RLE.py This is a RunLength Encoding compression algorithm that uses the Huffman algorithm to define a code for runlengths. The package contains the following functions: findprobs(f=0.01,N=69): Find probabilities of all the events:``` - No 0s followed by a 1; - 1 0 followed by a 1; - 2 0s followed by a 1; - - - - - - - - - (N-1) 0s followed by a 1; - N 0s``` RLencode(string,symbols,N): Reads in a string of 0s and 1s. Creates a list of run lengths and special symbols 'Z', which denote 'a lot of Zeroes'. ('A lot' is N.) Sends this list to the general-purpose Huffman encoder defined by the nodes in the list "symbols". RLdecode(string,root,N): Decode a binary string into runs, then return appropriate 0s and 1s compress_it( inputfile, outputfile ): Make Huffman code using runlengths, and compress uncompress_it( inputfile, outputfile ): Make Huffman code using runlengths, and uncompress There are also three test functions. If RLE.py is run from a terminal, it invokes compress_it (using stdin) or uncompress_it (using stdin), respectively if there are zero arguments or one argument. block.py This is a Block compression algorithm that uses the Huffman algorithm. This simple block compressor assumes that the source file is an exact multiple of the block length. The encoding does not itself delimit the size of the file, so the decoder needs to knows where the end of the compressed file is. Thus we must either ensure the decoder knows the original file's length, or we have to use a special end-of-file character. A superior compressor would first encode the source file's length at the head of the compressed file; then the decoder would be able to stop at the right point and correct any truncation errors. I'll fix this in block2.py. The package contains the following functions: findprobs(f=0.01,N=6):``` Find probabilities of all the events 000000 000001 ... 111111 <-N ->``` Bencode(string,symbols,N): Reads in a string of 0s and 1s, forms blocks, and encodes with Huffman. Bdecode(string,root,N): Decode a binary string into blocks, then return appropriate 0s and 1s compress_it( inputfile, outputfile ): Make Huffman code, and compress uncompress_it( inputfile, outputfile ): Make Huffman code, and uncompress There are also three test functions. If block.py is run from a terminal, it invokes compress_it (using stdin) or uncompress_it (using stdin), respectively if there are zero arguments or one argument. ac_encode.py Arithmetic coding -- the king of compressors For another arithmetic coder by Philip, including file input and output functions, see Philip's page

### Compression algorithms with IMPLICIT rather than EXPLICIT probability models

golomb.py

'Golomb' Compressor for a sparse file, with many 0s and few 1s.
Has one parameter m, which defines via M=2^m the typical number of consecutive 0s expected;
The Golomb code can be viewed as an approximate arithmetic code.
The Golomb code with parameter m is also identical to the Huffman run-length code for a particular value of the P(1).

IRL.py

Run-length compressor, "without explicit probabilistic model", for redundant files.

Compresses lengths of runs of 1s or 0s into a uniquely decodeable representation, C_alpha, as described in Information Theory, Inference, and Learning Algorithms. (Ch 7: Codes for Integers) Runs of 0s and 1s are treated identically.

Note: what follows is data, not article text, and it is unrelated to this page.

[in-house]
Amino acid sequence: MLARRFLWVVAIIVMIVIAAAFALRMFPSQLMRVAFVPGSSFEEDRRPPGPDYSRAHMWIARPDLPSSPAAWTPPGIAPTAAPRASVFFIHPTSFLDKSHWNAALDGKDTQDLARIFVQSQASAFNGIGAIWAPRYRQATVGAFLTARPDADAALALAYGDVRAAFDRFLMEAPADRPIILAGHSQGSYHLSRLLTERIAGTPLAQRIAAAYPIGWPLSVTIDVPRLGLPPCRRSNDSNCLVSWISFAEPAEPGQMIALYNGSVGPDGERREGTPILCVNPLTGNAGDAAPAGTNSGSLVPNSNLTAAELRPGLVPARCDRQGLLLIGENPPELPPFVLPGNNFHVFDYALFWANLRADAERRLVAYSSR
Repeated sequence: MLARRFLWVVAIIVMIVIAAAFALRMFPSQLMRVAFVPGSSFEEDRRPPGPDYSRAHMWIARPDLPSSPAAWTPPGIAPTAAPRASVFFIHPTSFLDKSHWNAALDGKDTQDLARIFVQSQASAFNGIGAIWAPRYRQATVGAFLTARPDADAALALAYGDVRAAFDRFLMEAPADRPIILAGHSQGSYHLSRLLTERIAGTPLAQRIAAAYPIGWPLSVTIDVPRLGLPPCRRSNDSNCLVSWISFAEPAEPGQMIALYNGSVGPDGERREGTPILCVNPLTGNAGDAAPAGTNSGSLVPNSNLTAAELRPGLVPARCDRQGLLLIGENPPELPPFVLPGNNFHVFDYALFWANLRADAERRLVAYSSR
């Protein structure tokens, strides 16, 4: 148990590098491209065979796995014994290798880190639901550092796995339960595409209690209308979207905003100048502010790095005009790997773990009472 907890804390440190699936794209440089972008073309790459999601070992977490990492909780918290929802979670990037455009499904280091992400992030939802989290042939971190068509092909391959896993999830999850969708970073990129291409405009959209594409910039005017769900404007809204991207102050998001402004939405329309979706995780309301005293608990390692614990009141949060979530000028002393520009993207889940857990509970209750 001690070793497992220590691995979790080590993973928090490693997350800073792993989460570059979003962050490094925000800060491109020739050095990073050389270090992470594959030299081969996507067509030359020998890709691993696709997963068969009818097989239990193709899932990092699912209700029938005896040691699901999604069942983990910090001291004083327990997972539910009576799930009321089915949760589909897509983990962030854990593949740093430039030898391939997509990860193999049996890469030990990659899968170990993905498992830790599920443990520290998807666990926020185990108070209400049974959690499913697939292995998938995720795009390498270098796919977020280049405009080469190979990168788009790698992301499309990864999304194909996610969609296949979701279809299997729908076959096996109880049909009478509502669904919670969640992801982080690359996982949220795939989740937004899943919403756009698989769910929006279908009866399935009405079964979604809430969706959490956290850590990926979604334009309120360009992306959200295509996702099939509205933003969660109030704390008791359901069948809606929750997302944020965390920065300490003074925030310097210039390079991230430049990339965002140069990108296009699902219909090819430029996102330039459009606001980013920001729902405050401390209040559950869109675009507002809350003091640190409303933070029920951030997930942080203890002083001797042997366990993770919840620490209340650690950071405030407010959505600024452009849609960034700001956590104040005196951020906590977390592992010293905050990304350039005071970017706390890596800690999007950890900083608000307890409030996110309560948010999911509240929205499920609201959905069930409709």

So this decoder is expected to perform 'quite well' for a wide range of redundant sources. It's not only quite good for files like '000000000000000100000000000000000001010000000' and '1111111111111111011111111111111111111111001111111' but also especially good for files like '11111111111111111111000000000000000000000', which none of the other 'Bent Coin' compressors handle well.

usage I: This package can be directly executed as follows:

```
COMPRESS:
python IRL.py < BentCoinFile > tmp
UNCOMPRESS:
python IRL.py --uncompress < tmp > tmp2
```

If this package is executed by C-c C-c from within emacs, it runs the function "test" which performs a few small encodings and decodings.

usage II: see IRLc.py and IRLd.py for examples of programs that use this package.

##### More details

Encode one string's runs using the code C_alpha. If selfdelimiting, prepend the number of runs, so the decoder will know when to stop reading. The first run's first character is sent in the clear; all subsequent runs alternate between 0 and 1.

This compressor can be used in two ways: the 'smart' way and the 'nonsmart' way. The 'smart' way generates slightly longer compressed files that are fully self-delimiting. So you can concatenate the compressed files together end to end, and the decoder can read along, uncompressing each file separately. This smartness is achieved by prepending the Number Of Runs to the compressed string.

The package includes functions encode and decode which produce the compressed file, and optionally prepend an encoded integer to the head of the file, thus making it self-delimiting. decode calls either smartdecode (which carefully reads just the right number of bits from the compressed list in order to recover one file) or simpledecode (which reads until the end of the compressed list is reached, and which thus requires either that the receiver know the file length, or that the file system has a special end of file character.

position.py

#### Position codes

In position.py, the decoder must know the compressed filelength.
This position code illustrates a way to read command-line arguments.
``` usage examples:
position.py -bits 5 < /home/mackay/compress/BentCoinFile > encoded.pos5
position.py -bits 5  -decode 1 < encoded.pos5  > recovered5
position.py -bits 8 < /home/mackay/compress/BentCoinFile > encoded.pos8
position.py -bits 8  -decode 1 < encoded.pos8  > recovered8
position.py -bits 6 < /home/mackay/compress/BentCoinFile > encoded.pos6
position.py -bits 6  -decode 1 < encoded.pos6  > recovered6
position.py -bits 7 < /home/mackay/compress/BentCoinFile > encoded.pos7
position.py -bits 7  -decode 1 < encoded.pos7  > recovered7
position.py -multipleblocks 0 -bits 14 < /home/mackay/compress/BentCoinFile > encoded.pos
position.py -multipleblocks 0 -bits 14 -decode 1 < encoded.pos  > recovered
```

In position2.py, the encoded file is self-delimiting. The decoder does not need to know the compressed filelength.
LZ.py

#### Lempel-Ziv compression

LZ.py implements a simple Lempel-Ziv algorithm, as described in MacKay (2003) Chapter 6. page 119. Each chunk conveys a pointer to the dictionary and one bit.

LZ2.py

#### Lempel-Ziv compression (2)

LZ2.py implements another version of the Lempel-Ziv algorithm, in which each chunk conveys a pointer to the source file, and a length of match.